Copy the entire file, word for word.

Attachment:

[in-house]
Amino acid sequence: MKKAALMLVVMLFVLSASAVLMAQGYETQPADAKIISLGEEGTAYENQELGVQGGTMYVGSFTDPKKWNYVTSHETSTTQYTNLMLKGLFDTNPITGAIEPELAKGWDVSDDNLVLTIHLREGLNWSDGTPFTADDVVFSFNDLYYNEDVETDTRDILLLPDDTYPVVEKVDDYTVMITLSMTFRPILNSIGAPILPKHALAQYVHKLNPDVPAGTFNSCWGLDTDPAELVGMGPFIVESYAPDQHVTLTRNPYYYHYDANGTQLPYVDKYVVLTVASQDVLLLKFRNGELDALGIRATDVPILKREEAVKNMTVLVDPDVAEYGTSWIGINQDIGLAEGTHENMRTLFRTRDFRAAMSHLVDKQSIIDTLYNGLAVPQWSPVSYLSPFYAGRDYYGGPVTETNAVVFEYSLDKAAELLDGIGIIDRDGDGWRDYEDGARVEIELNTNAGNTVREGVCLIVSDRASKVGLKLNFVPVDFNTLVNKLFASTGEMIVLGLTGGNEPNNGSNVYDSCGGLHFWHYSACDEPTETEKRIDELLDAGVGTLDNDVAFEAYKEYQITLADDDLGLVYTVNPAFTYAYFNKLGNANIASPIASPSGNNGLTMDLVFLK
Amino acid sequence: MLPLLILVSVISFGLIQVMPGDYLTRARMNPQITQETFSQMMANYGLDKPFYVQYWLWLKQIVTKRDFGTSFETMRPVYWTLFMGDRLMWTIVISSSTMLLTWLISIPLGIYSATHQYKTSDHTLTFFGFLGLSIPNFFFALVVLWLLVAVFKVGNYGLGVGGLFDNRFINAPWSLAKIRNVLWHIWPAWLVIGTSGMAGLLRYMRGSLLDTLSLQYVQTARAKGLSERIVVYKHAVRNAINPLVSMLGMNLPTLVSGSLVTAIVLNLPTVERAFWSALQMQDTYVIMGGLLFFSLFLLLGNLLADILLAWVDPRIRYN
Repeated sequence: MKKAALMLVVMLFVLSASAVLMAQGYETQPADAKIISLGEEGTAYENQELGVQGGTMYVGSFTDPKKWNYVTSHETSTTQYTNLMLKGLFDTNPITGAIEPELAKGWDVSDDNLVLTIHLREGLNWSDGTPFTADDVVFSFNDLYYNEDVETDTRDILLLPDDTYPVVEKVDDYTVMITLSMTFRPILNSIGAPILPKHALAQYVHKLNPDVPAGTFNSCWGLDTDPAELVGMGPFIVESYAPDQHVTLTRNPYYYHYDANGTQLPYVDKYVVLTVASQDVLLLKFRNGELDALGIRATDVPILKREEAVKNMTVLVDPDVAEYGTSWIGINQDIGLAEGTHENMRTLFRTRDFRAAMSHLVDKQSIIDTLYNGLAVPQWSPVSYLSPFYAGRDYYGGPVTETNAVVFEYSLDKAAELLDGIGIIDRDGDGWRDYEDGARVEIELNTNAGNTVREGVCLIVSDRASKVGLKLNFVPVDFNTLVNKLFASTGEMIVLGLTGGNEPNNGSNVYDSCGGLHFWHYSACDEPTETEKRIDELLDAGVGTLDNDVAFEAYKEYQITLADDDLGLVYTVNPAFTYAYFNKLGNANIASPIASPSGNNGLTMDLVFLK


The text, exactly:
[in-house]
Amino acid sequence: MKKAALMLVVMLFVLSASAVLMAQGYETQPADAKIISLGEEGTAYENQELGVQGGTMYVGSFTDPKKWNYVTSHETSTTQYTNLMLKGLFDTNPITGAIEPELAKGWDVSDDNLVLTIHLREGLNWSDGTPFTADDVVFSFNDLYYNEDVETDTRDILLLPDDTYPVVEKVDDYTVMITLSMTFRPILNSIGAPILPKHALAQYVHKLNPDVPAGTFNSCWGLDTDPAELVGMGPFIVESYAPDQHVTLTRNPYYYHYDANGTQLPYVDKYVVLTVASQDVLLLKFRNGELDALGIRATDVPILKREEAVKNMTVLVDPDVAEYGTSWIGINQDIGLAEGTHENMRTLFRTRDFRAAMSHLVDKQSIIDTLYNGLAVPQWSPVSYLSPFYAGRDYYGGPVTETNAVVFEYSLDKAAELLDGIGIIDRDGDGWRDYEDGARVEIELNTNAGNTVREGVCLIVSDRASKVGLKLNFVPVDFNTLVNKLFASTGEMIVLGLTGGNEPNNGSNVYDSCGGLHFWHYSACDEPTETEKRIDELLDAGVGTLDNDVAFEAYKEYQITLADDDLGLVYTVNPAFTYAYFNKLGNANIASPIASPSGNNGLTMDLVFLK
Amino acid sequence: MLPLLILVSVISFGLIQVMPGDYLTRARMNPQITQETFSQMMANYGLDKPFYVQYWLWLKQIVTKRDFGTSFETMRPVYWTLFMGDRLMWTIVISSSTMLLTWLISIPLGIYSATHQYKTSDHTLTFFGFLGLSIPNFFFALVVLWLLVAVFKVGNYGLGVGGLFDNRFINAPWSLAKIRNVLWHIWPAWLVIGTSGMAGLLRYMRGSLLDTLSLQYVQTARAKGLSERIVVYKHAVRNAINPLVSMLGMNLPTLVSGSLVTAIVLNLPTVERAFWSALQMQDTYVIMGGLLFFSLFLLLGNLLADILLAWVDPRIRYN
Repeated sequence: MKKAALMLVVMLFVLSASAVLMAQGYETQPADAKIISLGEEGTAYENQELGVQGGTMYVGSFTDPKKWNYVTSHETSTTQYTNLMLKGLFDTNPITGAIEPELAKGWDVSDDNLVLTIHLREGLNWSDGTPFTADDVVFSFNDLYYNEDVETDTRDILLLPDDTYPVVEKVDDYTVMITLSMTFRPILNSIGAPILPKHALAQYVHKLNPDVPAGTFNSCWGLDTDPAELVGMGPFIVESYAPDQHVTLTRNPYYYHYDANGTQLPYVDKYVVLTVASQDVLLLKFRNGELDALGIRATDVPILKREEAVKNMTVLVDPDVAEYGTSWIGINQDIGLAEGTHENMRTLFRTRDFRAAMSHLVDKQSIIDTLYNGLAVPQWSPVSYLSPFYAGRDYYGGPVTETNAVVFEYSLDKAAELLDGIGIIDRDGDGWRDYEDGARVEIELNTNAGNTVREGVCLIVSDRASKVGLKLNFVPVDFNTLVNKLFASTGEMIVLGLTGGNEPNNGSNVYDSCGGLHFWHYSACDEPTETEKRIDELLDAGVGTLDNDVAFEAYKEYQITLADDDLGLVYTVNPAFTYAYFNKLGNANIASPIASPSGNNGLTMDLVFLK